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Some Child Cost Estimates for South Africa

  • Alex Sienaert
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    The heterogeneous demographic composition of South African households means that the way that household income or expenditure is converted into an individual-level welfare measure is likely to matter. This paper examines the monetary and time costs of the most common economic dependents in households: children. The monetary costs of children are estimated at about half those of an adult. Time costs are substantial, and borne almost exclusively by women. Estimates that incorporate time costs suggest that children’s “full costs” are about twice monetary costs alone; with household resources fixed, the average, combined expenditure and time impact of children is very similar to adding an equivalent number of adults.

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    File URL: http://www.csae.ox.ac.uk/workingpapers/pdfs/2008-15text.pdf
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    Paper provided by Centre for the Study of African Economies, University of Oxford in its series CSAE Working Paper Series with number 2008-15.

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    Date of creation: 2008
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    Handle: RePEc:csa:wpaper:2008-15
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    5. Peter Burton & Shelley Phipps, 2007. "Families, Time And Money In Canada, Germany, Sweden, The United Kingdom And The United States," Review of Income and Wealth, International Association for Research in Income and Wealth, vol. 53(3), pages 460-483, 09.
    6. Tansel, AysIt & Bircan, Fatma, 2006. "Demand for education in Turkey: A tobit analysis of private tutoring expenditures," Economics of Education Review, Elsevier, vol. 25(3), pages 303-313, June.
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    8. Reuben Gronau, 1974. "The Effect of Children on the Housewife's Value of Time," NBER Chapters, in: Economics of the Family: Marriage, Children, and Human Capital, pages 457-490 National Bureau of Economic Research, Inc.
    9. Ingrid Woolard & Murray Leibbrandt, 1999. "Measuring Poverty in South Africa," Working Papers 99033, University of Cape Town, Development Policy Research Unit.
    10. Bruce Bradbury, 2004. "Using Time-Use Data to Estimate the Full Costs of Children," Labor and Demography 0411002, EconWPA.
    11. Martin Wittenberg, 2005. "The school day in South Africa," SALDRU/CSSR Working Papers 113, Southern Africa Labour and Development Research Unit, University of Cape Town.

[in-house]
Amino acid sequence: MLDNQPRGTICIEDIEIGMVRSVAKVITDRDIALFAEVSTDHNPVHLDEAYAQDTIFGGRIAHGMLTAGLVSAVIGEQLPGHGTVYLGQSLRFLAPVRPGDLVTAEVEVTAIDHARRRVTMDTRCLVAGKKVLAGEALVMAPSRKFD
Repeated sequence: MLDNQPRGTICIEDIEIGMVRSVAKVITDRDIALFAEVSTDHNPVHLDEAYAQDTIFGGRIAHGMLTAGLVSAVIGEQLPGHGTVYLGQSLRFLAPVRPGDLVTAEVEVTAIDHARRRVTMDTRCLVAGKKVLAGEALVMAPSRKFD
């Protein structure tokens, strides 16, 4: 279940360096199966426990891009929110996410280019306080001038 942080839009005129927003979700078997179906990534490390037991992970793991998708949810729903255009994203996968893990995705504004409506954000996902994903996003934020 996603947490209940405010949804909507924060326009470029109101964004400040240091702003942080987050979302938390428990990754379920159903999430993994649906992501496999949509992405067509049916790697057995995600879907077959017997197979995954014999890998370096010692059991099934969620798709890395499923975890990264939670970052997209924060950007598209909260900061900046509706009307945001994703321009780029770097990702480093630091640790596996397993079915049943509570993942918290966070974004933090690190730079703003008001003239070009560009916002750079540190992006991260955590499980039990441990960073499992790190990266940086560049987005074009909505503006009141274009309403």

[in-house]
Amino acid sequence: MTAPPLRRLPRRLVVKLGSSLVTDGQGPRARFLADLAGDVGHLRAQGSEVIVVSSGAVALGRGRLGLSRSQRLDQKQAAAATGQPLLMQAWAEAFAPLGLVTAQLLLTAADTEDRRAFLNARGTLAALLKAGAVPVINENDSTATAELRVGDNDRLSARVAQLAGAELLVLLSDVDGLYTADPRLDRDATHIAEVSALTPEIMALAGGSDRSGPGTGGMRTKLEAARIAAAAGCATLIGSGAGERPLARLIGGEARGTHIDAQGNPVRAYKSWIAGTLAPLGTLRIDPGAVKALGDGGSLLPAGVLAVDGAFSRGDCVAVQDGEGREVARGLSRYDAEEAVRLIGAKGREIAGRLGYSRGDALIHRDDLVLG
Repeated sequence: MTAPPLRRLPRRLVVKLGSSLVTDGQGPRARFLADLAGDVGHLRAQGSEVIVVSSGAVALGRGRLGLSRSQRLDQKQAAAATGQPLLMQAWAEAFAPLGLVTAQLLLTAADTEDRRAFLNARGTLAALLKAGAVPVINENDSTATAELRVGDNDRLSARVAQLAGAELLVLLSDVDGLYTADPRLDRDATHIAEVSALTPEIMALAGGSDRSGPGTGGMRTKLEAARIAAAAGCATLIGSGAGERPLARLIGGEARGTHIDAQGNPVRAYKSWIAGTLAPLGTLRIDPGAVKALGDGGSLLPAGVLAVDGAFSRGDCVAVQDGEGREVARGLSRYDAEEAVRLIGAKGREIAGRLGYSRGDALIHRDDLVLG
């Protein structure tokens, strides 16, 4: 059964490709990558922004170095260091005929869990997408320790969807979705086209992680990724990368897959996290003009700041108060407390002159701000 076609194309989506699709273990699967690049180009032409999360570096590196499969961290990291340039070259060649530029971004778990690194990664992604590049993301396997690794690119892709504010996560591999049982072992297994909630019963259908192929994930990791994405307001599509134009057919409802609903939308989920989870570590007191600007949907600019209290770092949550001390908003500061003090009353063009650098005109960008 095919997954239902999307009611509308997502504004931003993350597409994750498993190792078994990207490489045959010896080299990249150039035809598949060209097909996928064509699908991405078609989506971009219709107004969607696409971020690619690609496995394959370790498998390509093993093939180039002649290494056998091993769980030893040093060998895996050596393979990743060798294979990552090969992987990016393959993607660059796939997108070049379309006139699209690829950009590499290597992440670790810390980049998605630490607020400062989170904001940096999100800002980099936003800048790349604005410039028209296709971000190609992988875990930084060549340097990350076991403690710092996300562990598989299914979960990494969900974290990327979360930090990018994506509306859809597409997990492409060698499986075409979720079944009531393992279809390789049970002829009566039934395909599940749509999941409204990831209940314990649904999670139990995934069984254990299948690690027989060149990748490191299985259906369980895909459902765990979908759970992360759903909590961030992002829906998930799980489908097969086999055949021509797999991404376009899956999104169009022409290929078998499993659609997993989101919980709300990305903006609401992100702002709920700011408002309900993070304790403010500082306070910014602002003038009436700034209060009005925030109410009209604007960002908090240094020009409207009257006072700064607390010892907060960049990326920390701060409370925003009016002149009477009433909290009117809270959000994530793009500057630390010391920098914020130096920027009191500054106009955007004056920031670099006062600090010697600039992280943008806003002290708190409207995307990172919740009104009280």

12. Gary S. Becker, 1960. "An Economic Analysis of Fertility," NBER Chapters, in: Demographic and Economic Change in Developed Countries, pages 209-240 National Bureau of Economic Research, Inc.
    13. Tsakloglou, Panos, 1991. "Estimation and Comparison of Two Simple Models of Equivalence Scales for the Cost of Children," Economic Journal, Royal Economic Society, vol. 101(405), pages 343-57, March.
    14. Lanjouw, Peter & Ravallion, Martin, 1995. "Poverty and Household Size," Economic Journal, Royal Economic Society, vol. 105(433), pages 1415-34, November.
    15. Nelson, Julie A, 1993. "Household Equivalence Scales: Theory versus Policy?," Journal of Labor Economics, University of Chicago Press, vol. 11(3), pages 471-93, July.
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    17. Apps, Patricia & Rees, Ray, 2001. "Household production, full consumption and the costs of children," Labour Economics, Elsevier, vol. 8(6), pages 621-648, December.
    18. Browning, Martin, 1992. "Children and Household Economic Behavior," Journal of Economic Literature, American Economic Association, vol. 30(3), pages 1434-75, September.
    19. Woolard, Ingrid & Klasen, Stephan, 2004. "Determinants of Income Mobility and Household Poverty Dynamics in South Africa," IZA Discussion Papers 1030, Institute for the Study of Labor (IZA).
    20. Malcolm Keswell & Laura Poswell, 2004. "Returns To Education In South Africa: A Retrospective Sensitivity Analysis Of The Available Evidence," South African Journal of Economics, Economic Society of South Africa, vol. 72(4), pages 834-860, 09.
    21. James Banks & Richard Blundell & Arthur Lewbel, 1997. "Quadratic Engel Curves And Consumer Demand," The Review of Economics and Statistics, MIT Press, vol. 79(4), pages 527-539, November.
    22. repec:cup:cbooks:9780521812832 is not listed on IDEAS
    23. repec:cup:cbooks:9780521012263 is not listed on IDEAS
    24. Paul Cichello & Gary Fields & Murray Leibbrandt, 2003. "Earnings and Employment Dynamics for Africans in Post-apartheid South Africa: A Panel Study of KwaZulu-Natal," Working Papers 03077, University of Cape Town, Development Policy Research Unit.
    25. Anne H. Gauthier & Timothy M. Smeeding & Frank F. Furstenberg, 2004. "Are Parents Investing Less Time in Children? Trends in Selected Industrialized Countries," Population and Development Review, The Population Council, Inc., vol. 30(4), pages 647-672.
    26. Gustafsson, Bjorn & Kjulin, Urban, 1994. "Time Use in Child Care and Housework and the Total Cost of Children," Journal of Population Economics, Springer, vol. 7(3), pages 287-306, July.
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